Falk v. FrandsenAnnotate this Case
137 N.W.2d 228 (1965)
Louise FALK, Plaintiff and Respondent, v. Kenneth FRANDSEN and Nettle Frandsen, d/b/a Kenny's Motel, Defendant and Appellant.
Supreme Court of North Dakota.
September 10, 1965.
Rehearing Denied September 23, 1965.
*229 William R. Mills, Bismarck, for appellant.
Mackenzie & Jungroth, Jamestown, for respondent.
The defendants have appealed from a judgment rendered in favor of the plaintiff for wages and awarding the plaintiff attorney's fees under Section 34-06-16, N.D.C.C. This section provides that if a woman or minor worker shall be paid by the employer less than the minimum wage, as established by the Commissioner of Agriculture and Labor, such worker may recover in a civil action the difference "together with such attorney's fees as may be allowed by the court."
The case was tried to a jury. It returned a verdict in favor of the plaintiff in the amount of $51.20 and thereafter the court awarded the plaintiff $225 attorney's fees. Costs and disbursements were also taxed and allowed in the sum of $74.30.
In the trial court the defendants tried their case pro se. An attorney drew and served the answer to the complaint but *230 withdrew before trial. A second attorney was procured for this appeal.
No motion was made for a directed verdict and, after the verdict, no motion was made for a new trial or judgment n.o.v. For this reason the plaintiff contends we cannot review the sufficiency of the evidence or specifications of error of law occurring during the trial. The defendants, during argument to this court, stated they are not asking a review of the judgment for wages nor are they complaining about the costs and disbursements assessed by the clerk. Thus the only question remaining is the validity of the award for attorney's fees made by the court after the verdict was received.
Chapter 34-06, N.D.C.C., before the adoption of Chapter 236 of the North Dakota Session Laws of 1965, was limited in its application to women and minors under the age of 18 years. It placed certain duties and powers in the Commissioner of Agriculture and Labor relative to wages, hours, and working conditions for women and minors. It provided he may prescribe standards and promulgate rules and regulations to carry them into effect. Pursuant to the authority there was adopted Public Housekeeping Occupation M.W.D. Order No. 1. It provides in part that no employer shall employ any woman for qualified kitchen help at a weekly rate of less than $29.28 ($128.88 per month, 61¢ an hour). It appears the defendants operate a diner in connection with the motel. The plaintiff was employed by the defendants in their diner doing cooking in the kitchen from August 4, 1962, to November 13, 1962. She was paid semimonthly. She was paid at the rate of 75¢ per hour for the first two pay periods and then her wages were raised to 80¢ per hour. She took one meal per day at the diner.
The order providing minimum wages referred to above was in effect during plaintiff's employment. It also provided that when meals are furnished by the employer, each meal shall be computed at 55¢ per meal. During the first six semimonthly pay periods no deduction was made for meals, although it appears the plaintiff took one meal at the diner per working day. The plaintiff, at the request of the defendants, daily wrote on slips of paper the hours she worked and the meals she ate and turned them in to the employer at the end of each working day. At the end of each pay period, the wages earned were computed from the slips of paper. They were then stapled together with the wage computation slip attached and kept by the employer. They are in evidence. The first six pay periods the defendant made no deduction for meals. The employment was terminated on November 13, 1962. When final payment was made the employer deducted $21 from the wages earned during the last pay period in settlement of certain items covering the employment period.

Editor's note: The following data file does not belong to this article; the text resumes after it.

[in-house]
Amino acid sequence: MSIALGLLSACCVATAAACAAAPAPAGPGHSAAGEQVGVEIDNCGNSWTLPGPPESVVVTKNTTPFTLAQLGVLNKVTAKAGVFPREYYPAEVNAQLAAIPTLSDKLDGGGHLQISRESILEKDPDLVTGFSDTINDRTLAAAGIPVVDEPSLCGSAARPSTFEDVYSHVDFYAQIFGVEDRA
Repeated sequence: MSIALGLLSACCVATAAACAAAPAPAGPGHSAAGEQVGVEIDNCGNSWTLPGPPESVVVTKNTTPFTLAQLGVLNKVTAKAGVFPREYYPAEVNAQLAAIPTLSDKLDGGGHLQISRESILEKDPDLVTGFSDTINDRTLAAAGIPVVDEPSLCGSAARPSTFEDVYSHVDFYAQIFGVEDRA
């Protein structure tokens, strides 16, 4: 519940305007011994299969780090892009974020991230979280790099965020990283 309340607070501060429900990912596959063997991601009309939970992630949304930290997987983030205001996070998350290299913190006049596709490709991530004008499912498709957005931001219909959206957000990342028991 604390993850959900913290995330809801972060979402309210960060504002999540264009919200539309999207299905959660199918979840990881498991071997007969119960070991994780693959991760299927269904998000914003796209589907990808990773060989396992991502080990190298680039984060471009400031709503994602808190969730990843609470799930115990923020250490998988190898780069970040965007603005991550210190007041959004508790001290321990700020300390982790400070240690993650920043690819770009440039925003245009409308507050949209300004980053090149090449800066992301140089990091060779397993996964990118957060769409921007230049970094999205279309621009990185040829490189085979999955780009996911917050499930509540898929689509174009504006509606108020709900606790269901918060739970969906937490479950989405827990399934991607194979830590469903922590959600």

The order of the Commissioner referred to above provides that where meals are furnished on the premises, a thirty-minute period free from interruption shall be allowed for each meal and any such meal time occurring during the working shift shall be considered a part of the working hours, both in computing maximum legal hours and hourly wages.
When the computation was made on final settlement it was attached to the daily slips as usual. They were received in evidence. They state, in part, as follows:"Pop 10 bottles a week for 15 weeks even at 5¢ a bottle $7.50 $5.00 2 bottles almost every day. Time: Cheated on lunch time at least 2 hrs. each week 12 weeks 24 hrs."
There was also a disagreement as to the hours worked in the last period of November 1 through November 13. The plaintiff claimed 84 hours and the employer 81 hours. The employer, through Nettie Frandsen who operated the diner, testified she had kept her own record of the time of arrival and departure of the plaintiff during this period and that, according to her calculations, *231 she had worked 81 hours. The plaintiff's daily slips totaled 84 hours. In making the computation for wages, the employer allowed 81 hours, deducted 20 hours lunch time which "I didn't deduct before 12 weeks period," leaving a balance of 61 hours at 80¢ per hour, which equaled $48.80. She then deducted $5.00 "pop not paid for, this isn't figuring anything for the candy you helped yourself to 15 week period" and allowed the balance of $43.80 wages. She then deducted social security and withholding taxes equaling $5.02 and issued the plaintiff a check in final settlement in the amount of $38.78.